You know that you can save a significant amount of money each month by refinancing your existing mortgage loan to one with a lower interest rate, but you only have 10 years remaining on your mortgage loan. The good news is that you can refinance even with such a short time remaining on your original loan. But you will need to determine whether your monthly savings will be high enough to make refinancing worthwhile.
Refinancing your loan will bring you a lower monthly payment. But the process of refinancing isn't free. The Federal Reserve Board estimates that homeowners can expect to pay from 3 percent to 6 percent of a loan's outstanding balance in closing costs. If with 10 years left on your mortgage loan you owe $100,000, you could expect to pay from $3,000 to $6,000 for your refinance.
Lowering your interest rate by a point or more can result in solid savings in your monthly mortgage payments. If you have been paying off a 30-year fixed-rate loan of $200,000 with an interest rate of 6 percent, your monthly payments will have been about $1,199. If with 10 years remaining on your loan you owe $100,000 and you refinance it to a 10-year fixed-rate mortgage loan with an interest rate of 3.3 percent, your monthly mortgage payment will come out to about $979. That's a monthly savings of $220.
Does It Make Financial Sense?
Once you know how much you'll save and how much your refinance will cost, you can determine whether the monthly savings are high enough to justify a refinance. If you are saving $220 a month and paying $6,000 in closing costs, it will take you slightly more than two years to generate enough monthly savings to recover your closing costs. This leaves you with more than seven years to enjoy your savings. If, though, you are only saving $100 a month from your refinance, it will take you five years to save enough money each month to cover $6,000 worth of closing costs, leaving you with just five years of savings to enjoy.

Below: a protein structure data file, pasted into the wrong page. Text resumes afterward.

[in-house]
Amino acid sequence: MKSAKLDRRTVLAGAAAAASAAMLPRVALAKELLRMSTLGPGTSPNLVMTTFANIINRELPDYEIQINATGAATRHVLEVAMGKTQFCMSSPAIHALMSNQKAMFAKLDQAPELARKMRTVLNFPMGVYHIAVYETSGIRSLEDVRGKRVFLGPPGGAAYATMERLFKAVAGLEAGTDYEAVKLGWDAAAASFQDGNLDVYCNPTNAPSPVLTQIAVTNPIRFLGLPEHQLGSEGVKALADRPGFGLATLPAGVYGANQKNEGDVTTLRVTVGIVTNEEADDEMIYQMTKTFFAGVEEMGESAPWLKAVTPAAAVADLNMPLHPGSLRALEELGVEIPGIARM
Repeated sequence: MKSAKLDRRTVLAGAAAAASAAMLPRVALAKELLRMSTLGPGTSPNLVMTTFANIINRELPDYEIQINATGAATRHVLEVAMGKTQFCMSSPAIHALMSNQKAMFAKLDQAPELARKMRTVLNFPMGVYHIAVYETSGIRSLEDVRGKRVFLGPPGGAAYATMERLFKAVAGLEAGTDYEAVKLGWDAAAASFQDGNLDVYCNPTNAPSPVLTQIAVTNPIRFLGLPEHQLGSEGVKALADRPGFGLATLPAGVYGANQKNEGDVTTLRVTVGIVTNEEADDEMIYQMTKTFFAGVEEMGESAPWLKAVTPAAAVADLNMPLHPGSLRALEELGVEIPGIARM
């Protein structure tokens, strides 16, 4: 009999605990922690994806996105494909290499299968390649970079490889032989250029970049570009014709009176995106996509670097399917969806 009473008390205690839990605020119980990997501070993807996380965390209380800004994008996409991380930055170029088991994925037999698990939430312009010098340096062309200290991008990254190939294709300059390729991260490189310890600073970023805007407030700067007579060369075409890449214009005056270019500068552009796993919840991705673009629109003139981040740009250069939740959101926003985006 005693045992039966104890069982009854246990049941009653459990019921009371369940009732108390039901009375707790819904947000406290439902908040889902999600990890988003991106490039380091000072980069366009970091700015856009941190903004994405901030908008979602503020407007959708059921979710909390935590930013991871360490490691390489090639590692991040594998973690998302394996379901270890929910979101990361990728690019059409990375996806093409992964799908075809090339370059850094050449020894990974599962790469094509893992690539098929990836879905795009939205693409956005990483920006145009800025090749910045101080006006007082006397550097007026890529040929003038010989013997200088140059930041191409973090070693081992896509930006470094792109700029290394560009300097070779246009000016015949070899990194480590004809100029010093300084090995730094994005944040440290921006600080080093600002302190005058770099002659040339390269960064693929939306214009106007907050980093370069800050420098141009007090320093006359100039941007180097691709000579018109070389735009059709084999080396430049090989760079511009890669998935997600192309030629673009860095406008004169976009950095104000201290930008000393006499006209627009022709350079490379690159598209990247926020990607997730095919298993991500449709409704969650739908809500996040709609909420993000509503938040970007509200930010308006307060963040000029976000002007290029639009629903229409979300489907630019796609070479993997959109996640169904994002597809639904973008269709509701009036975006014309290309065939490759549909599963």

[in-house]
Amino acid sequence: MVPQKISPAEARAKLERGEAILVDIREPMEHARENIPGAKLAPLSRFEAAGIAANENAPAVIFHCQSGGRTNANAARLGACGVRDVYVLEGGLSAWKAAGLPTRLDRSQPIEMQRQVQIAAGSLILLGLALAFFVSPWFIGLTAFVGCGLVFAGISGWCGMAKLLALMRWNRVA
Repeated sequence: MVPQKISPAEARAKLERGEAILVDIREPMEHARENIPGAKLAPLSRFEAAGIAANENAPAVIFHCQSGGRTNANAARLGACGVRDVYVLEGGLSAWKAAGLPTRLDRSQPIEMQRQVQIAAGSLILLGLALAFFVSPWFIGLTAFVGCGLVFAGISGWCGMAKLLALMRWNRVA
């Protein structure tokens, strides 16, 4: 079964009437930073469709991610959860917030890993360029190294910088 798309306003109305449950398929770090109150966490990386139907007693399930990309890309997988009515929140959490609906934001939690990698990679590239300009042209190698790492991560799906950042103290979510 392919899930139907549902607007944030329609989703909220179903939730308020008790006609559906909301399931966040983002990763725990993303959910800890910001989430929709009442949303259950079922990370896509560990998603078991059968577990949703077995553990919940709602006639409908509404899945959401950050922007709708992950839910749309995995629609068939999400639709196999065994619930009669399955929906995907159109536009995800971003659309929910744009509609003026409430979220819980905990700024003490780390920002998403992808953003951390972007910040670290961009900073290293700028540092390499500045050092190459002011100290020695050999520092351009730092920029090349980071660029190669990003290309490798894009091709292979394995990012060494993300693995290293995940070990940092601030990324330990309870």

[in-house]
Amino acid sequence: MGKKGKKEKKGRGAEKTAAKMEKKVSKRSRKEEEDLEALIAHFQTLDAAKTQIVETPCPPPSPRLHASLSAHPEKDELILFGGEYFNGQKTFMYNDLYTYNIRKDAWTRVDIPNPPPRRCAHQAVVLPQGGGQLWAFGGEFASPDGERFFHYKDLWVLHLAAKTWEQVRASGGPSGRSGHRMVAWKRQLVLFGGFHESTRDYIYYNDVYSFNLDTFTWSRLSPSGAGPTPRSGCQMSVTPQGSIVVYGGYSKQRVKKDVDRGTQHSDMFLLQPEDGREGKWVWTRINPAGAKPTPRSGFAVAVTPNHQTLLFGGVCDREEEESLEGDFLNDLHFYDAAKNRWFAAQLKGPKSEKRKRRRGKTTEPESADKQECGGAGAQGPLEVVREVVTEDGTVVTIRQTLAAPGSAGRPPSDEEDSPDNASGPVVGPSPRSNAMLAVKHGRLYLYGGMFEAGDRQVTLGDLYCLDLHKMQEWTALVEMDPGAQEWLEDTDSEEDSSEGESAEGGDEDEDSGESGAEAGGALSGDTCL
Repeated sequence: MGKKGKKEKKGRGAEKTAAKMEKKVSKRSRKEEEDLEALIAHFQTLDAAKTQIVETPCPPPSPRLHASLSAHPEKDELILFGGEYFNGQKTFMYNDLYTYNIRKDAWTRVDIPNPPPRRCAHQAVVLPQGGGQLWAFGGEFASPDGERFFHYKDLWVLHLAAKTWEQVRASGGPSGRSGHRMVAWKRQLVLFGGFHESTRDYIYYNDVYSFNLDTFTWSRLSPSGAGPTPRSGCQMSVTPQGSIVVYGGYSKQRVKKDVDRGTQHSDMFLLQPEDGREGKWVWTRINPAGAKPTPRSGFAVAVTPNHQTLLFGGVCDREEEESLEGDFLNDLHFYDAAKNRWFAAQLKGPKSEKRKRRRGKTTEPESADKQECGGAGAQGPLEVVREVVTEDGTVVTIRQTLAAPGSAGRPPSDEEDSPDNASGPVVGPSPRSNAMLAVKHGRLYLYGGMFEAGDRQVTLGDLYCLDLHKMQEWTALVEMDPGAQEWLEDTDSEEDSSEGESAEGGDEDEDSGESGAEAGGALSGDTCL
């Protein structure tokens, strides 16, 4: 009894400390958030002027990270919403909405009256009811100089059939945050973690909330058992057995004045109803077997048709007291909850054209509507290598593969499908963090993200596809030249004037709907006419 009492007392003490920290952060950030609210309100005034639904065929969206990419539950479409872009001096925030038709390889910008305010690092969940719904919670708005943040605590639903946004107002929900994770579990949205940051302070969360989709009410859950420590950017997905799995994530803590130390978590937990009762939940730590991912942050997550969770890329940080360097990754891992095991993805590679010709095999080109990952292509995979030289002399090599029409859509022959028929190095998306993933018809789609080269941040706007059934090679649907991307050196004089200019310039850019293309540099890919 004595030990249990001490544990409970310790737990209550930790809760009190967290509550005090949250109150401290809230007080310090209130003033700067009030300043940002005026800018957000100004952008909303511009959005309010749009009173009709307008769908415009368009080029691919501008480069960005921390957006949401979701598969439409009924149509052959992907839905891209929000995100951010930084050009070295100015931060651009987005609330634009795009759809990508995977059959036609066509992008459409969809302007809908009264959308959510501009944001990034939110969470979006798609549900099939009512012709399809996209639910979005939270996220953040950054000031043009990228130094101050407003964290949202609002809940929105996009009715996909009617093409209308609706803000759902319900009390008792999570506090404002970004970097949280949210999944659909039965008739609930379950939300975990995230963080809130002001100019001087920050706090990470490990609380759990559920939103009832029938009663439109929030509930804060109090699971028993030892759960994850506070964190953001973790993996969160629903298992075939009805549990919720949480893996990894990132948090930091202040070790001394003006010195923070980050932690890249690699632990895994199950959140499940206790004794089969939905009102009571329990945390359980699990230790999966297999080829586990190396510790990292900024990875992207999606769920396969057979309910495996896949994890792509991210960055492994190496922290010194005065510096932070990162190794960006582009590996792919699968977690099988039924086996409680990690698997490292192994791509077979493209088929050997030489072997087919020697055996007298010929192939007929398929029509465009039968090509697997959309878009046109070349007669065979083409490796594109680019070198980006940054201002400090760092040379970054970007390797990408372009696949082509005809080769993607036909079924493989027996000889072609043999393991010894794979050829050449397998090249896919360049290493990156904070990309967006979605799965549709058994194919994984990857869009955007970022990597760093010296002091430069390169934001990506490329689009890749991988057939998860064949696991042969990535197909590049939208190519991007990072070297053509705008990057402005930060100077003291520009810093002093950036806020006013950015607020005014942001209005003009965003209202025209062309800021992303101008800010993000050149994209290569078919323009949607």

Improving Your Financials
You can boost your odds of receiving a lower interest rate -- and more savings every month -- by paying your bills on time every month and paying down your credit-card debt. This will leave you with a higher three-digit credit score. Lenders generally pass out their lowest interest rates to those borrowers with credit scores of 740 or higher on the FICO credit-scoring scale. You can also shop around with mortgage lenders licensed to do business in your state so that you can find the lender offering you the lowest closing costs.
Don Rafner has been writing professionally since 1992, with work published in "The Washington Post," "Chicago Tribune," "Phoenix Magazine" and several trade magazines. He is also the managing editor of "Midwest Real Estate News." He specializes in writing about mortgage lending, personal finance, business and real-estate topics. He holds a Bachelor of Arts in journalism from the University of Illinois.